I’m currently aboard the luxury ship Crystal Symphony in the midst of The Oxford Club’s Chairman’s Circle Wealth Cruise from Sydney to Bali. (Hazardous duty, yes, but someone has to do it.) And while we are spending much of our time eating, drinking, gabbing and touring about, we are also here to size up global investment opportunities. (After all, some of us plan to write this trip off.)
Australia is a beautiful country filled with attractive people. The men on the trip have been admiring the women and the women on board seem to enjoy ogling the local men as well. It helps, of course, that obesity is not epidemic here. Australians are a lean, fit people. And who ever tires of hearing “G’day mate” or “No worries”?
Upon entering the city from the airport, an enormous cockatoo with a brilliant yellow crest flew in front of our cab. I thought perhaps someone’s pet had escaped. Then we turned the corner and a whole flock of them flew up in front of us. Beats the heck out of nasty grey pigeons, though Sydney seems to have its share of those too.
I’ve also been reminded of the little differences you notice whenever you’re traveling in the southern hemisphere.
At night, for instance, the constellations are different. You’re likely to see the Southern Cross instead of the Big Dipper. And it’s always a bit odd to discover that the weather gets warmer as you travel further north, as is happening now as we approach Cairns.
Our group kicked things off in Sydney with a Pre-Seminar at the Four Seasons. We heard from such luminaries as Bridgeworks Director Wayne Dyson, Byron Suchecki (manager and analyst at the Perth Mint) and Dan Denning, chief investment analyst and editor of The Denning Report, a high-level, macroeconomic survey specializing in Australian investment opportunities.
Dan gave us a neat summary of the pros and cons of investing in Australia right now. On the plus side, Australia is blessed with natural resources, including oil, natural gas, copper, lead, zinc and gold. As an additional plus, it happens to be situated a lot closer to China than Europe or North America. China – with its voracious appetite for raw materials – is a natural market for much of Australia’s natural bounty.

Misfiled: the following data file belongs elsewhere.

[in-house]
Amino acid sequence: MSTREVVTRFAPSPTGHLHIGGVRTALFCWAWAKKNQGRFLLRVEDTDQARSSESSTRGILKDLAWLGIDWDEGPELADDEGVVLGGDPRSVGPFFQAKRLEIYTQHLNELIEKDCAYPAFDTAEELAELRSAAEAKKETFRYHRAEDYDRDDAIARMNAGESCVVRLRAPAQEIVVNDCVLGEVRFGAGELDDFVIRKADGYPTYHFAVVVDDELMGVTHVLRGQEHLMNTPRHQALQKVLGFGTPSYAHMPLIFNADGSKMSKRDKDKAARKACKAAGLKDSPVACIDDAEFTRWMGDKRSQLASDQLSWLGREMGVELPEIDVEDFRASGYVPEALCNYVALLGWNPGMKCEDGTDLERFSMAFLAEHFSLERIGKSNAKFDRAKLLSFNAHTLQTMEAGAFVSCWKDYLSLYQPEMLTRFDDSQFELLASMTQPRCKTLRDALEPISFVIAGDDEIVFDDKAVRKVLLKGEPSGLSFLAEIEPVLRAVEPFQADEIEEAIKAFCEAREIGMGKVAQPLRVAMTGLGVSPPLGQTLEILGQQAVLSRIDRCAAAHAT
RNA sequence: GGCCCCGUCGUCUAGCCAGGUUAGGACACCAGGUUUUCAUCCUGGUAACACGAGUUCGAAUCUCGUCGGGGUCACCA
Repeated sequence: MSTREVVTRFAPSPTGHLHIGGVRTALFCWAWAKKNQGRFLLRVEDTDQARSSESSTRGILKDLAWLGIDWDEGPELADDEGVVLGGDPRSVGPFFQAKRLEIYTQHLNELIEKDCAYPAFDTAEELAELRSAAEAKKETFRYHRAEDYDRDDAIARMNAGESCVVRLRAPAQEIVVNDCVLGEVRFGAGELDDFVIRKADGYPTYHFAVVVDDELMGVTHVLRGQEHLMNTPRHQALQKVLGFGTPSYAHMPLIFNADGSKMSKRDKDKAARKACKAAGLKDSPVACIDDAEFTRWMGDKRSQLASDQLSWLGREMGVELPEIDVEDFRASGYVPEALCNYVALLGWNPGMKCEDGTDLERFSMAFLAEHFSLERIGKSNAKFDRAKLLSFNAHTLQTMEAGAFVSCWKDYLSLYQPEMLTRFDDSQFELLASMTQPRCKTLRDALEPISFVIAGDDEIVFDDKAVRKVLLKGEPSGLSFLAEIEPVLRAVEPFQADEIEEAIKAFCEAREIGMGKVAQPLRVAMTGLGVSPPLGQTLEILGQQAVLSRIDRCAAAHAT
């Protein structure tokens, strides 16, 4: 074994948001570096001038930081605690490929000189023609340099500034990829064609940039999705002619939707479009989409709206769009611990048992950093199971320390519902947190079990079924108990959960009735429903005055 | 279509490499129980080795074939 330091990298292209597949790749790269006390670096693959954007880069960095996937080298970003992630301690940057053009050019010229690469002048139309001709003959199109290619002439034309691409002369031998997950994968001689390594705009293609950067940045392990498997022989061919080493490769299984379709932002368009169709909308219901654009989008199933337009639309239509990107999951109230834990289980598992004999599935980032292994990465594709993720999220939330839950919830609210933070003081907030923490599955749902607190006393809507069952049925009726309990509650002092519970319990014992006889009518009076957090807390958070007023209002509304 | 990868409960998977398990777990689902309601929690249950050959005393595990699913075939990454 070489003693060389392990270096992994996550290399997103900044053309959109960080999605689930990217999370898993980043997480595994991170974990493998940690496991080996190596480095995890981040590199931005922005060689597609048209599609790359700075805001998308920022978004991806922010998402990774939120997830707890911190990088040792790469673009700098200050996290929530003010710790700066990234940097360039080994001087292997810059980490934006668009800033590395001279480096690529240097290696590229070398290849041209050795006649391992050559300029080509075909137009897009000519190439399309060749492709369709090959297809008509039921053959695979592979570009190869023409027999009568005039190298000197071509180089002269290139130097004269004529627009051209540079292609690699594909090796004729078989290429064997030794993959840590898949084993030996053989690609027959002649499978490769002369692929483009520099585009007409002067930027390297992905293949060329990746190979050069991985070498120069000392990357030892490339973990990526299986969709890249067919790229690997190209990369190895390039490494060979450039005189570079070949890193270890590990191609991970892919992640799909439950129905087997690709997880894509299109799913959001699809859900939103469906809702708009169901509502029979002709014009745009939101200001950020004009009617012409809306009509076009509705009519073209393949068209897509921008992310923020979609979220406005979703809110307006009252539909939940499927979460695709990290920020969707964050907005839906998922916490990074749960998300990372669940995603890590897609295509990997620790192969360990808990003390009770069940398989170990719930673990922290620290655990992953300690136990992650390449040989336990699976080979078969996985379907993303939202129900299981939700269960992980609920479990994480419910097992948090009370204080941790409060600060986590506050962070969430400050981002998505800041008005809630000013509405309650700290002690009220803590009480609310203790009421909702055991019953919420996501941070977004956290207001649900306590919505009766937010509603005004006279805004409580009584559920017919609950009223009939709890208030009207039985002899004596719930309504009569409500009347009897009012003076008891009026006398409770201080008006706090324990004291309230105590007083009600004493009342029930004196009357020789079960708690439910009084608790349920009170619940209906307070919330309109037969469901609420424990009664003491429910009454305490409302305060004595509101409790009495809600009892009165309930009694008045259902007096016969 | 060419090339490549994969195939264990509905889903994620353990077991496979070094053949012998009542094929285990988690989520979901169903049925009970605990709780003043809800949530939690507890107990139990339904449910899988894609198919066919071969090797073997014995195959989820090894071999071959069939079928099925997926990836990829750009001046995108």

But there are negatives too. Members of our group were surprised to discover how expensive things are here. One afternoon, for instance, we ventured over to Manly Beach to watch the Australian Open Surfing Championship. Poking around the stores we found that men’s surf trunks sold for $200, T-shirts were $40, lunch was $80. Many of the women, eager to stimulate the local economy, bought nothing.
The Aussie dollar has plunged 17% from its peak in early 2013. Unfortunately, that’s not nearly enough.
Can’t Afford a Home
A local Australian expression is that something is “safe as houses.” But housing isn’t cheap here… or safe as an investment. (Australia avoided the recent housing bust that afflicted so much of the United States and Europe by following sound banking practices. In short, they required actual down payments.)
The average home in Sydney currently sells for $765,000. (Closer to $700,000 in U.S. dollars.) And my colleague Harry Dent made waves during our stay by forecasting that Sydney home prices are destined to fall 50%.
That forecast sounds a bit ambitious – though perfect for creating waves and grabbing local headlines – yet there is no denying that trouble lurks around the corner when the average family cannot come close to affording the average home.
On the basis of purchasing power parity, the Australian dollar needs to come down. After all, the currency was worth less than US$0.50 14 years ago.
It then rode the boom in commodity prices. Today, however, the Goldman Sachs Commodity Index is well off its highs. Yet the Australian dollar is still up nearly 80% from a decade ago. A currency adjustment would make the country much more attractive for exports and tourists.
Australia also has a problem with its labor unions. Like so many unions elsewhere, they have a bad tendency to overplay their hand. In recent negotiations, for example, Toyota Motors (NYSE: TM) offered factory workers an 11% pay raise. The union held out for 12% and went on strike for three weeks. After the strike was settled, a third of the work force called in sick.
Toyota decided to call it quits. It is leaving Australia. In fact, the unions have driven out all of the major international manufacturers over the last few years. (Unfortunately for union members, their negotiators have a hard time calculating 12% of zero.)
In sum, I think it’s too early for any big commitment to Australian equities. Commodity prices are falling. China’s economy is slowing. The Aussie dollar is weak. Unions are noncompetitive and uncooperative. Real estate is expensive. And stocks here are no great bargain either.
On the bright side, we can now turn our attention to the country’s biggest attraction and the planet’s largest living organism: the Great Barrier Reef. Our group will be paddling around it tomorrow.
We will be having more seminars at sea as we steam toward Indonesia. Assuming we survive the reef and the free-pouring bartenders on board the Crystal, I’ll keep you posted.
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